Therefore, an image 12 of the point source 15 is formed on the view screen 10 which is independent of the orientation of the prism 11 or of the mirror 7. If now the spot 13 formed on the view screen 10 by the light autocollimated by the reflectingsurface 8 of rnirror 7 is made to coincide with the spot 12-, the alignment of surface 8 perpendicular to the collimated beam 6' has been effected. This can be done by adjusting the angle of the mirror 7. When the spots 12 and 13 coincide, the device can be used with a test object 9; if desired, the retroreflector can be removed from the optical path.
lt is often desirable to have the spots 12 and 13 of about equal intensity. This can be accomplished in several ways.
Depending on the desired results, the mirror 7 is selected to reflect from about to 95 percent of the incident light; the retroreflector ll reflects substantially all of the light. The spots 12 and 13 are of about equal intensity where the mirror 7 reflects only a small part of the incident light.
Where the mirror 7 is highly reflective, an opaque mask can be inserted between it and the lens 5 to reduce its effective area; this reduces the intensity of the spot 13 in proportion to the reduction in effective area.
The embodiment'of the invention illustrated can obviously be modified without departing from the scope of the invention as defined in the claims.
What is claimed is:
l. The method of aligning an interferometer comprising a light source, a first lens which focuses the light and a second lens which collimates the light into a beam which falls onto an adjustable partially reflecting mirror which can be adjusted to be orthogonal to said beam, and a beam splitter between the two lenses in the optical path formed by said light source, said lenses and said mirror, which beam splitter directs light reflected from said mirror onto a viewing screen out of said optical path, in which said mirror must be adjusted exactly orthogonal to the collimated beam to align the interferometer, which method comprises interrupting a portion of said beam between said second lens and said mirror and retroreflecting the interrupted portion of the beam exactly parallel to its incidence, thereby providing a spot of light on said viewing screen at the exact position where the reflected light from said mirror would focus if said mirror were exactly orthogonal to said beam, and adjusting the angle of said mirror so that the spot of light reflected from said mirror onto said screen coincides with the spot from the reflected interrupted beam.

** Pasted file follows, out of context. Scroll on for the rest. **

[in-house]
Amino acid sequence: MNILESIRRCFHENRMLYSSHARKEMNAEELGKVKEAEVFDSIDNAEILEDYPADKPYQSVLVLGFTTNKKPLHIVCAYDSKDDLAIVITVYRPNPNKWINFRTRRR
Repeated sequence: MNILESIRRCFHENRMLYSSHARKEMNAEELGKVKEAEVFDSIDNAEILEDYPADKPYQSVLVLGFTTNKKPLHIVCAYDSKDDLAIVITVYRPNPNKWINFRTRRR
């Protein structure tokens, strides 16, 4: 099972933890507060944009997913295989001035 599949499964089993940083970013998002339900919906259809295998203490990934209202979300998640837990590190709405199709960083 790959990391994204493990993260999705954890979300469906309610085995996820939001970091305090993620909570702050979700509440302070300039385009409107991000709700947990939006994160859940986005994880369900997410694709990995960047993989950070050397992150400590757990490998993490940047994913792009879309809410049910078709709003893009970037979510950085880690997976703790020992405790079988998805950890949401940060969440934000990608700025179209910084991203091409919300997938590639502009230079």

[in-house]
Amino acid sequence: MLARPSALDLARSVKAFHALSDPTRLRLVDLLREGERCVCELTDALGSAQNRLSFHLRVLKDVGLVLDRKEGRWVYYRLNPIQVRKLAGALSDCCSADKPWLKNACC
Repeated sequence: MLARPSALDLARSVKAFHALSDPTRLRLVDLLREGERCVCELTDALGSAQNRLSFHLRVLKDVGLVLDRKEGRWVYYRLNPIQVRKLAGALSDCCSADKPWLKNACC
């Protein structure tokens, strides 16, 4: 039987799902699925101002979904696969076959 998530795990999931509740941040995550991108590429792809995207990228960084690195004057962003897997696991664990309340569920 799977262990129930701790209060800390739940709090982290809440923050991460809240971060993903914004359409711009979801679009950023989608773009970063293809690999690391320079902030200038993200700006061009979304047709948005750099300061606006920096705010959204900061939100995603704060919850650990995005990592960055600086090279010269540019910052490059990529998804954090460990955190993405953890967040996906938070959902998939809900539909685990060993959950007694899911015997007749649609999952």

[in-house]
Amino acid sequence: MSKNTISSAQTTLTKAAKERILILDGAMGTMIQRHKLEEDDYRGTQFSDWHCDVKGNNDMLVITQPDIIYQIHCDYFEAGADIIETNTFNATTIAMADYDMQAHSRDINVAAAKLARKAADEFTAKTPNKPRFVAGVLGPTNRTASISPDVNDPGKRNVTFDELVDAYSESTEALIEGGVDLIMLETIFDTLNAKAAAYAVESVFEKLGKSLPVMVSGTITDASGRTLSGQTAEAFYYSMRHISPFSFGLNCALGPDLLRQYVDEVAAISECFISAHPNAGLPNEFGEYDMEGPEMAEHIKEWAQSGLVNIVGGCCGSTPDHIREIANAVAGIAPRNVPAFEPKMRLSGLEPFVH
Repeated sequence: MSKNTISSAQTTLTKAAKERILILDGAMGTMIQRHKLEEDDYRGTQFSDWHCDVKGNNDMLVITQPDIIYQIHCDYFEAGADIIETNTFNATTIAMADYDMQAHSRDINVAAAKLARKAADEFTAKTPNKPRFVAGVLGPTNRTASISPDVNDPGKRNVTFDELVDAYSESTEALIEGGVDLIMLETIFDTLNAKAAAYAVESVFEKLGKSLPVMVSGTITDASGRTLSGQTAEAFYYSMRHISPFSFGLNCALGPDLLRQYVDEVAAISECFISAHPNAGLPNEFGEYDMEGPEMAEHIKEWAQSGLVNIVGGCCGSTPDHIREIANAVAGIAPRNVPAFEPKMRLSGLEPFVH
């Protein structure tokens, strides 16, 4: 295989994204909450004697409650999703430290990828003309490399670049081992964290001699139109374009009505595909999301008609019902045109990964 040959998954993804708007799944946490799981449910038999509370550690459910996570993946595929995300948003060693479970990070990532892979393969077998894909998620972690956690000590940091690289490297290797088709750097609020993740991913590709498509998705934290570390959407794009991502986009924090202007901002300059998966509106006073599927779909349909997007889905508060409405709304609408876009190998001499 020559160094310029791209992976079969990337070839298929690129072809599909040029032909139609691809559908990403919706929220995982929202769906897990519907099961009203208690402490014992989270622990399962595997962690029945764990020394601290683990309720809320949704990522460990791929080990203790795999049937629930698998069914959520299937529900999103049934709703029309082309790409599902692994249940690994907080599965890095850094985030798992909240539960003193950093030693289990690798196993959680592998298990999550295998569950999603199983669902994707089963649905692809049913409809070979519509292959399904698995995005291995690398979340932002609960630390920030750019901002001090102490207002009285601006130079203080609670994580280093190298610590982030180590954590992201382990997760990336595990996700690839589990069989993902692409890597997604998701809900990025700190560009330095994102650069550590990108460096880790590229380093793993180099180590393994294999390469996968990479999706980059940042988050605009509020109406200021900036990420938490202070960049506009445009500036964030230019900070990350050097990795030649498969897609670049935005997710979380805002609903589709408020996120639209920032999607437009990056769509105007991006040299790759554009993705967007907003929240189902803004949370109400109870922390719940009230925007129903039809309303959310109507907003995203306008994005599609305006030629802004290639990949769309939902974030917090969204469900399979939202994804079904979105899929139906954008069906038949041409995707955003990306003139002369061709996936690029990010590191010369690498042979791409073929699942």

2. The method of claim 1, in which the amounts of light reflected onto the screen from the --interrupted beam and mirror are adjusted so that they approximate each other in intensity.
3. In an interferometer apparatus comprising a light source, a first lens which focuses and expands the light, a second lens which collimates the light into a collimated beam, a partially reflecting mirror which receives said collimated beam and reflects a portion of said beam back into the apparatus, said mirror being adjustable into a position orthogonal to said beam, a beam splitter between said lenses in the optical path fonned by said light source, said lenses and said mirror, which beam splitter directs said reflected beam onto a viewing screen out of said optical path, the improvement which comprises a cube comer retroreflector in said optical path between said second lens and said mirror which reflects a spot of light onto the viewing screen at exactly the point on the viewing screen where light from said mirror falls when said mirror is orthogonal to said collimated beam.
4. The apparatus of claim 3, in which the light source is a laser.